An official website of the United States government
Here's how you know
A .mil website belongs to an official U.S. Department of Defense organization in the United States.
A lock (lock ) or https:// means you’ve safely connected to the .mil website. Share sensitive information only on official, secure websites.

380AEW Article

99th ERS Airmen maintain U-2 flight suits

  • Published
  • By Tech. Sgt. Darnell T. Cannady
  • 380th AEW/PA

The 99th Expeditionary Reconnaissance Squadron aerospace physiology support detachment maintain full-pressure suits which allows the U-2 pilots to conduct their reconnaissance missions.

The U-2 is a single-seat, single-engine, high-altitude, reconnaissance aircraft. U-2 pilots can fly at altitudes in excess of 70,000 feet during their missions. To operate in these conditions, the pilot requires a full-pressure suit.  

“This is a full-pressured suit that our pilots wear,” said Staff Sgt. Ariel Schlenther, 99th Expeditionary Reconnaissance Squadron aerospace physiology technician. “This suit will keep the pilot safe from any hazardous altitude threats such as hypoxia and decompression sickness. When we say we’re ‘bringing the suit up’ the pilot is actually diving, so we’re keeping him in a lower altitude. Keeping him safe from all those threats.”

The blended crew of flight equipment and aerospace physiology technicians perform maintenance support such as inspecting the suit and torso component, walking with the U-2 pilots to the jets and hooking them into it, along with loading the parachute and seat kit.

“It’s a lot different from Aircrew Flight Equipment, it’s more hands-on and you feel like a part of the mission,” Staff Sgt. Johnathan Cearley, 99th ERS aerospace physiology technicians. “We’re involved with the pilot all the way from getting them dressed for flight to hooking them up, it’s very rewarding.”

I like deploying because we get more interaction with the pilots,” added Schlenther. “We get to see them a lot at home station, however, on a deployment you get to know them better.”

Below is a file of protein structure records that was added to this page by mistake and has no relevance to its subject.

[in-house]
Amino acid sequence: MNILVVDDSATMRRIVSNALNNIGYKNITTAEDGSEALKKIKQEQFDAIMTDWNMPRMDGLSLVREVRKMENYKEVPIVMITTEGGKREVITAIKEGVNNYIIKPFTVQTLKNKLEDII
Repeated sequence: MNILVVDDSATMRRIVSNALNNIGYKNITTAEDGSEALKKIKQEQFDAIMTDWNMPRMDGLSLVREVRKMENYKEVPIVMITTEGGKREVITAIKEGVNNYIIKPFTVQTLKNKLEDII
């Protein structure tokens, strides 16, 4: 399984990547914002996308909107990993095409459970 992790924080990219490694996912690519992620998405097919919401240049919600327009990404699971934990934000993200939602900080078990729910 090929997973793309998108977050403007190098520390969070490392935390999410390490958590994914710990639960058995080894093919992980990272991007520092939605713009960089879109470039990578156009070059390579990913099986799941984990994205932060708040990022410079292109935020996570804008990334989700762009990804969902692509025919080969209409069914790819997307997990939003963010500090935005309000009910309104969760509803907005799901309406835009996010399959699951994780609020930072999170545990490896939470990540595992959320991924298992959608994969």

The pilots have to stay on 100 percent oxygen the whole time so the aerospace technicians will walk with them to the jet and then connect them to the aircraft’s O2 system to prevent decompression sickness.

“We’re pretty much one of the last people they see before they go into the aircraft,” said Staff Sgt. William Hazelwood, 99th ERS launch and recovery supervisor. “We’re hooking them up and making sure they are good to fly. We’re also maintaining their full pressure suits and survival equipment to make sure they are safe in any emergency situation so that consciously, they are not worrying about if their suit is going to work properly. That’s never going to be a thought in their heads.”

The teamwork between the U-2 pilots and aerospace physiology technicians enables the 99th ERS mission of providing imagery, surveillance and reconnaissance to the Air Force.

“With our support they are able to go up there and complete their mission,” said Senior Airman Yomira Ramirez-Martinez, 99th ERS aerospace physiology technician. “If they didn’t have this suit to protect them from the altitude then there would be no U-2 mission.”